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Telecollaborative Language Learning

A guidebook to moderating intercultural collaboration online

Edited By Melinda Ann Dooly Owenby

This guidebook brings together the knowledge, insight and experience gained by the participants of an international telecollaborative language learning project entitled Moderating Intercultural Collaboration and Language Learning (MICaLL). Telecollaboration is understood here as a shared teaching and learning experience between distanced partners that is facilitated through the use of Internet technology; an area of growing interest for many teachers. The book first provides a theoretical outline of suitable pedagogical practices for this type of joint effort and then moves into the more practical aspects of designing, setting up, implementing and evaluating telecollaborative projects. The guidebook considers relevant questions and issues which often come up when teachers without previous experience in telecollaboration undertake this type of enterprise. Through the realistic advice and practical examples provided, the reader will be motivated to engage in telecollaborative language learning projects with their own pupils.

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CHAPTER 3 - Finding the right tools (Melinda Dooly, Jana Pavlikova, Diana Eastment, Andreas Müller-Hartmann, Maartje Visser) 77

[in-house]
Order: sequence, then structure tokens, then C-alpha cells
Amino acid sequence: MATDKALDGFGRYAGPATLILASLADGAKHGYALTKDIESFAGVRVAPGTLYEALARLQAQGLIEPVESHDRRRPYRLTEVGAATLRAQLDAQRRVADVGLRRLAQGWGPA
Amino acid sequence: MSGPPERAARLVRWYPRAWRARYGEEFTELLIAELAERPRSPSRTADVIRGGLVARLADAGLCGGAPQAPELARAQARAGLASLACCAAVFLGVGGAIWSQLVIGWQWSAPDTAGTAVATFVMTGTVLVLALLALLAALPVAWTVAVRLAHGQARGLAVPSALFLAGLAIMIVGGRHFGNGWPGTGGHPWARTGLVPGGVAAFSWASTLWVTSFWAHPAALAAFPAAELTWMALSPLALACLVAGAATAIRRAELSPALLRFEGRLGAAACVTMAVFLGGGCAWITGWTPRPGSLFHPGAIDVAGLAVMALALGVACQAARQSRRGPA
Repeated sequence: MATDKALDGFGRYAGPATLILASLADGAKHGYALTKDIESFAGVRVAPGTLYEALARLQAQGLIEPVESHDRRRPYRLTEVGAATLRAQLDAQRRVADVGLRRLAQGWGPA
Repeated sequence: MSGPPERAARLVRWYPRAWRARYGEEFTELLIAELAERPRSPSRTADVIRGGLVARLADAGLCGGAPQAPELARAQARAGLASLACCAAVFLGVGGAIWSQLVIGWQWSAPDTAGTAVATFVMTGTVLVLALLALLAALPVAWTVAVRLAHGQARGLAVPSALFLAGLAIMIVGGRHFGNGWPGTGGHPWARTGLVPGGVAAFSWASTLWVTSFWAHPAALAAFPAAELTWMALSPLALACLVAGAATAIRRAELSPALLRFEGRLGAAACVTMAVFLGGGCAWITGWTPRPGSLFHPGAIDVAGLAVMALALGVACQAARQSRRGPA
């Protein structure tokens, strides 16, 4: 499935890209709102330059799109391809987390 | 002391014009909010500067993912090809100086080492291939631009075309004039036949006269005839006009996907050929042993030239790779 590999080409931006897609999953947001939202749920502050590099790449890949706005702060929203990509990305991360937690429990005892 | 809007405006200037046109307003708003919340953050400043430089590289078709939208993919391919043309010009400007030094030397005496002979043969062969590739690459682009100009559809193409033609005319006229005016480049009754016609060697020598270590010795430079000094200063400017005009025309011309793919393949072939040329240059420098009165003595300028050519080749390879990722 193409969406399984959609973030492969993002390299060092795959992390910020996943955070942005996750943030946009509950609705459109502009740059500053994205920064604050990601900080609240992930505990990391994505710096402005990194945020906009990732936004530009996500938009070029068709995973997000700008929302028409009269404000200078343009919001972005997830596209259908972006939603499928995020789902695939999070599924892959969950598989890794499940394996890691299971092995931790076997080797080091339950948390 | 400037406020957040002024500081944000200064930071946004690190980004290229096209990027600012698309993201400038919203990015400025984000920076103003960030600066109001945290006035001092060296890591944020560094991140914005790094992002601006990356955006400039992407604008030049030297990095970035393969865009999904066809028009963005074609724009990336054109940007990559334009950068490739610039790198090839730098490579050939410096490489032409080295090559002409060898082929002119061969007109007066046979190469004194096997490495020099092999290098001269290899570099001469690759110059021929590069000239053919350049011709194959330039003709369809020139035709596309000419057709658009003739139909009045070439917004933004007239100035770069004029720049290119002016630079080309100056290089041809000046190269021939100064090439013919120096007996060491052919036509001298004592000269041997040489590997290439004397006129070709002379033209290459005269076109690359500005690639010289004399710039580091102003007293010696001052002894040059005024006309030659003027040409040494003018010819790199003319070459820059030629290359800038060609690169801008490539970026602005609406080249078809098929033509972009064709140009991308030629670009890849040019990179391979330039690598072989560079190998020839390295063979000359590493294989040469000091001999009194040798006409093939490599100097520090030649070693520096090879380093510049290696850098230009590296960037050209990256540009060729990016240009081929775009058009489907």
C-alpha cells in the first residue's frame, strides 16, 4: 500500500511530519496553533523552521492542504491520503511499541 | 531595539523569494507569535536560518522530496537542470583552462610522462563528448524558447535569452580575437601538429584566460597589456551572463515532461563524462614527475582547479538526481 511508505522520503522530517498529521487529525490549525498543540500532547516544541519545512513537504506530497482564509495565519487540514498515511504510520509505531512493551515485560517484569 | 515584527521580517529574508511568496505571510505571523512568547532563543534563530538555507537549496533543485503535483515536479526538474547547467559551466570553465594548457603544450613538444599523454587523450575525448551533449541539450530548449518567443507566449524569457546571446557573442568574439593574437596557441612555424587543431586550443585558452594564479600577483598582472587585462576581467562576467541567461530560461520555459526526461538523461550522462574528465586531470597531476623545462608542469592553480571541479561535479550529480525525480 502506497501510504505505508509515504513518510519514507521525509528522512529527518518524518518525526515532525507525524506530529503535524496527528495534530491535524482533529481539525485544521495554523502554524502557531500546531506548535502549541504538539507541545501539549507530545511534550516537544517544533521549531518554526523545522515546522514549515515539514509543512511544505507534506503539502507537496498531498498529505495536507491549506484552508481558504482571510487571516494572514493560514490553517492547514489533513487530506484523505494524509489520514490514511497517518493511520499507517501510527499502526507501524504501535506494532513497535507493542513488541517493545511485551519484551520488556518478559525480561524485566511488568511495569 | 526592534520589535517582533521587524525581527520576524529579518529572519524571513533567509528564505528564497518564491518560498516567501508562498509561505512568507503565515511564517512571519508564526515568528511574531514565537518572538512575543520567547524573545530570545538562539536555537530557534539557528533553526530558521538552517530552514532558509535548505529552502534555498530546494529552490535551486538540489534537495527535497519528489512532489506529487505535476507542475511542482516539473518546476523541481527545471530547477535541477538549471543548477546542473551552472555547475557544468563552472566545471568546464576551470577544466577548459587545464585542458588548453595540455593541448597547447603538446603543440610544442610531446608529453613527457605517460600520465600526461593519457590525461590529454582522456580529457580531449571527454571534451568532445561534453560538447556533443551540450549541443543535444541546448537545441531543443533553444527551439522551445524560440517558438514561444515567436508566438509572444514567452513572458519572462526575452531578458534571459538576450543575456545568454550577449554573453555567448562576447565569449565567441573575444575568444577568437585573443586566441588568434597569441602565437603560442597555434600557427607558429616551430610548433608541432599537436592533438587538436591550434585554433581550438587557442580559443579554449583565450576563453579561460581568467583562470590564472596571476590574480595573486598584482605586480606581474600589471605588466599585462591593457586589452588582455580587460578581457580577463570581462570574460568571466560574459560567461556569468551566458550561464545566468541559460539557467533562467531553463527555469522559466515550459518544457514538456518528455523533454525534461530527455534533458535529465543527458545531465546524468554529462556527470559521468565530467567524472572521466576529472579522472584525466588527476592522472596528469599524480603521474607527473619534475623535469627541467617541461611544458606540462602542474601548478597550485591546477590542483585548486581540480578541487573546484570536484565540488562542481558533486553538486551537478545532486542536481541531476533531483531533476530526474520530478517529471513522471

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CHAPTER 3 Finding the right tools Melinda Dooly, Jana Pavlikov, Diana Eastment, Andreas Müller-Hartmann, Maartje Visser When I took office, only high energy physicists had ever heard of what is called the Worldwide Web ... Now even my cat has its own page. (Bill Clinton) Summary When planning any lesson, the teacher usually takes into account how to organise the students and materials available in the classroom in order to enhance the learning process. In the case of online collaborative learning projects, how to organise the “team work” is a key strategic issue, which requires greater attention and detail than usual and involves considering factors outside of the classroom. Getting the online partners to have and maintain cohesion is essential and the tools to be used for this must be carefully considered. Partner cohesion will depend on several factors, not least of which is the support of the teacher for establishing good dynamics (discussed in Chapter 2). Online collaboration also requires a careful de- sign of the “workflow processes” and this is where the decision of the ICT tools comes into play. When designing the project workflow, project partners must discuss and decide whether to use synchronous or asyn- chronous delivery (or both) for the student delivery of the materials and input. This chapter outlines the different types of delivery, outlines some ICT tools which are commonly used in educational projects and discusses how they can become a part of online collaboration. CHAPTER 3 78 How to deliver: Synchronous or...

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